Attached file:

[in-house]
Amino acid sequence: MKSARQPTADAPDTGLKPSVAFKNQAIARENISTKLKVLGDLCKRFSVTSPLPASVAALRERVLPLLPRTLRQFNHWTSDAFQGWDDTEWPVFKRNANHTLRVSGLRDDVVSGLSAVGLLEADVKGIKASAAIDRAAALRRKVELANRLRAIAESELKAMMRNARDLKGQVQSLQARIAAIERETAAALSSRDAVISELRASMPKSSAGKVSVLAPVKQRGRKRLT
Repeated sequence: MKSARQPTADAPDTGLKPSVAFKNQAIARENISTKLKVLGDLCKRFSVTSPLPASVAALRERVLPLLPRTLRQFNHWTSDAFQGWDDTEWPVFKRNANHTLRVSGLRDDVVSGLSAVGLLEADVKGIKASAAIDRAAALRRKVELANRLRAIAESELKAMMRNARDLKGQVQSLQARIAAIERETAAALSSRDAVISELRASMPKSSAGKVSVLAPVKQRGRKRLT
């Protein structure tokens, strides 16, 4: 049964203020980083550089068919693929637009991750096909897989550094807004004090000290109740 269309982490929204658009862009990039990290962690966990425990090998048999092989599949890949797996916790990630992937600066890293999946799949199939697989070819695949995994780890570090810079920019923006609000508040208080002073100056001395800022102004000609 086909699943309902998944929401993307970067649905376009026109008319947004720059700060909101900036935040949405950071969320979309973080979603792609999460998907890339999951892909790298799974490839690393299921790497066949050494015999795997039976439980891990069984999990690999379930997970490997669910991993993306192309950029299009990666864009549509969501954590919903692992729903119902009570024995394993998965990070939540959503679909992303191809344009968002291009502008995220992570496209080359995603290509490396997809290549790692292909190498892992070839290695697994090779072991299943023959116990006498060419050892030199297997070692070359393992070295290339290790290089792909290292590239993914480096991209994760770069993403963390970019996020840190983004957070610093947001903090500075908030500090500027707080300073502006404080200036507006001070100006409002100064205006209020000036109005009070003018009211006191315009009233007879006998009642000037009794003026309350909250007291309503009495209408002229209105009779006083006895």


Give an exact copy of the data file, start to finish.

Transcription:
[in-house]
Amino acid sequence: MKSARQPTADAPDTGLKPSVAFKNQAIARENISTKLKVLGDLCKRFSVTSPLPASVAALRERVLPLLPRTLRQFNHWTSDAFQGWDDTEWPVFKRNANHTLRVSGLRDDVVSGLSAVGLLEADVKGIKASAAIDRAAALRRKVELANRLRAIAESELKAMMRNARDLKGQVQSLQARIAAIERETAAALSSRDAVISELRASMPKSSAGKVSVLAPVKQRGRKRLT
Repeated sequence: MKSARQPTADAPDTGLKPSVAFKNQAIARENISTKLKVLGDLCKRFSVTSPLPASVAALRERVLPLLPRTLRQFNHWTSDAFQGWDDTEWPVFKRNANHTLRVSGLRDDVVSGLSAVGLLEADVKGIKASAAIDRAAALRRKVELANRLRAIAESELKAMMRNARDLKGQVQSLQARIAAIERETAAALSSRDAVISELRASMPKSSAGKVSVLAPVKQRGRKRLT
């Protein structure tokens, strides 16, 4: 049964203020980083550089068919693929637009991750096909897989550094807004004090000290109740 269309982490929204658009862009990039990290962690966990425990090998048999092989599949890949797996916790990630992937600066890293999946799949199939697989070819695949995994780890570090810079920019923006609000508040208080002073100056001395800022102004000609 086909699943309902998944929401993307970067649905376009026109008319947004720059700060909101900036935040949405950071969320979309973080979603792609999460998907890339999951892909790298799974490839690393299921790497066949050494015999795997039976439980891990069984999990690999379930997970490997669910991993993306192309950029299009990666864009549509969501954590919903692992729903119902009570024995394993998965990070939540959503679909992303191809344009968002291009502008995220992570496209080359995603290509490396997809290549790692292909190498892992070839290695697994090779072991299943023959116990006498060419050892030199297997070692070359393992070295290339290790290089792909290292590239993914480096991209994760770069993403963390970019996020840190983004957070610093947001903090500075908030500090500027707080300073502006404080200036507006001070100006409002100064205006209020000036109005009070003018009211006191315009009233007879006998009642000037009794003026309350909250007291309503009495209408002229209105009779006083006895």